De facto is a Latin expression that means "in fact, in reality, in actual existence,
force, or possession, as a matter of fact" (literally "of fact"). In law, it often means ...
Literally meaning "from the fact", de facto in English can be applied to anything
that has the substance of something without its formal name. A de facto ...
De facto definition, in fact; in reality: Although his title was prime minister, he was
de facto president of the country. Although the school was said to be open to all ...
'the country was de facto divided between two states'. Often contrasted with de
jure. More example sentences. 'The nature and characteristics of de facto ...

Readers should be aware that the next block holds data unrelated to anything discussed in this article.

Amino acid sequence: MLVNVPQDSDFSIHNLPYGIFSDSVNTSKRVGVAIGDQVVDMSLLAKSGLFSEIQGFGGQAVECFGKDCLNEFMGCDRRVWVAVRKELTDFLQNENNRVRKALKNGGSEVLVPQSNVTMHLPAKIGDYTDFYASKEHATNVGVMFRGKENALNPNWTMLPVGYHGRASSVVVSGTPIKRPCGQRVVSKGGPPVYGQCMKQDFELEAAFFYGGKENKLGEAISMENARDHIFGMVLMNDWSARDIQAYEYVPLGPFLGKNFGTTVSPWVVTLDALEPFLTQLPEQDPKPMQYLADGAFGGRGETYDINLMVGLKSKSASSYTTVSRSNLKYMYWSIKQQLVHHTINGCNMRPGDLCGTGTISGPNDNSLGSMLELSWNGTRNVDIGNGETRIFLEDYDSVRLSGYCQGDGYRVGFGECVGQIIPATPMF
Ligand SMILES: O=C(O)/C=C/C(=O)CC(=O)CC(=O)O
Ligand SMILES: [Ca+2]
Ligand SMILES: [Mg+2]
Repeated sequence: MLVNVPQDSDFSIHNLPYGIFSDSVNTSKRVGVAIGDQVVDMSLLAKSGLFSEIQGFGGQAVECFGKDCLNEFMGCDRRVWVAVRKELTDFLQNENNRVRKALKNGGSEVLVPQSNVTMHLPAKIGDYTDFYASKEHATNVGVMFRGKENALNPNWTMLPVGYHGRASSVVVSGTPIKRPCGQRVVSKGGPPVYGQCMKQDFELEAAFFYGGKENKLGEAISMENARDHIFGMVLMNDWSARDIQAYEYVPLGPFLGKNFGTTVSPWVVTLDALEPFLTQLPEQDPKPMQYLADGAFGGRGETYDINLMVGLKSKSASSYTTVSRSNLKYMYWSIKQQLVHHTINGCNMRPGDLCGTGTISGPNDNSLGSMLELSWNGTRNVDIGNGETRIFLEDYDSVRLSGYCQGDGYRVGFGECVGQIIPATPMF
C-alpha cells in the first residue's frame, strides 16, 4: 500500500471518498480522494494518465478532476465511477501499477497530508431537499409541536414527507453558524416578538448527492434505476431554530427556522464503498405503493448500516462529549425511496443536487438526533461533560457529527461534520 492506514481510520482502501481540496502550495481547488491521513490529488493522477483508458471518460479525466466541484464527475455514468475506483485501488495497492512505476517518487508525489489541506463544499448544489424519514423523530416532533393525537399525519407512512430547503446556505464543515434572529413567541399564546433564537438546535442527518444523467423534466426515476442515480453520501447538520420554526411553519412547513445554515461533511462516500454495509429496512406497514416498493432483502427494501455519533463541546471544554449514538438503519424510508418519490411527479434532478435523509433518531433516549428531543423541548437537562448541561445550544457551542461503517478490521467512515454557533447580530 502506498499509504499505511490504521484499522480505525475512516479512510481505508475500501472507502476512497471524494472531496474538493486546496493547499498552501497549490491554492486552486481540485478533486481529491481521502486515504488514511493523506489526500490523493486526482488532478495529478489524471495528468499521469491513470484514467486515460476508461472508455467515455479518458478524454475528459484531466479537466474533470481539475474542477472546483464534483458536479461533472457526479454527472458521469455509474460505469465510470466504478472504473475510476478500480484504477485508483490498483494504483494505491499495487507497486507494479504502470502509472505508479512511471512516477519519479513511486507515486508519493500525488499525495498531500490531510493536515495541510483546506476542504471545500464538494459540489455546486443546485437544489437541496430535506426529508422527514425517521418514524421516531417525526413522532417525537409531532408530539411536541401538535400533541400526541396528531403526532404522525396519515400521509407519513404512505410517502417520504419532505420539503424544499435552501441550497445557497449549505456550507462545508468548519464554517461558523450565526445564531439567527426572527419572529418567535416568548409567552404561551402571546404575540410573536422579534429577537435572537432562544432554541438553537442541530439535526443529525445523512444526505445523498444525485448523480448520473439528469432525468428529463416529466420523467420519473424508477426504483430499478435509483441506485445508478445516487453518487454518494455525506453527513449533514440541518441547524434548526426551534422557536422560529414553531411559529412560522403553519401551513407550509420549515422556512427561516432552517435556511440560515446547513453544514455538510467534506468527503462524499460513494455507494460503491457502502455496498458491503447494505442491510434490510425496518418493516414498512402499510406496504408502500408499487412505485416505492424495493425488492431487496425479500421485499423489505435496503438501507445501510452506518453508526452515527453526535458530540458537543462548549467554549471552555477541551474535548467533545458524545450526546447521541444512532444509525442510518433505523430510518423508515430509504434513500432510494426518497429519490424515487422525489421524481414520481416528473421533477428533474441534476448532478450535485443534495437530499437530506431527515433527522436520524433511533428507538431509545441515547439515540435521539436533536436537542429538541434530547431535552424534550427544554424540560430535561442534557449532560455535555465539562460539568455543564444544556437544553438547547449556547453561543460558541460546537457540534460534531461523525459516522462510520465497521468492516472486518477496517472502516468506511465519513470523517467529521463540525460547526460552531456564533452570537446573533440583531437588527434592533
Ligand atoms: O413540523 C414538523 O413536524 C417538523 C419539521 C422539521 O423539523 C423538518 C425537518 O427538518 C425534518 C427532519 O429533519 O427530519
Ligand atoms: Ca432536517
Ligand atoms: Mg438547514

de facto definition, meaning, what is de facto: existing in fact, although perhaps
not intended, legal, or accepted: . Learn more.
De Facto. [Latin, In fact.] In fact, in deed, actually. This phrase is used to
characterize an officer, a government, a past action, or a state of affairs that must
Existing in actuality, especially when contrary to or not established by law: de
facto segregation; a de facto government. [Latin dē factō : dē, from, according ...
(Often opposed to de jure.) Although the United States currently has no official
language, it is largely monolingual with English being the de facto national ...
If you're the de facto mayor of your town, you're acting as mayor, even though you
weren't legally elected. You may be just helping out while the official mayor ...
In Latin de facto means according to fact, and this is roughly what it means in
English. It's defined as in reality or fact, but its de facto definition is closer to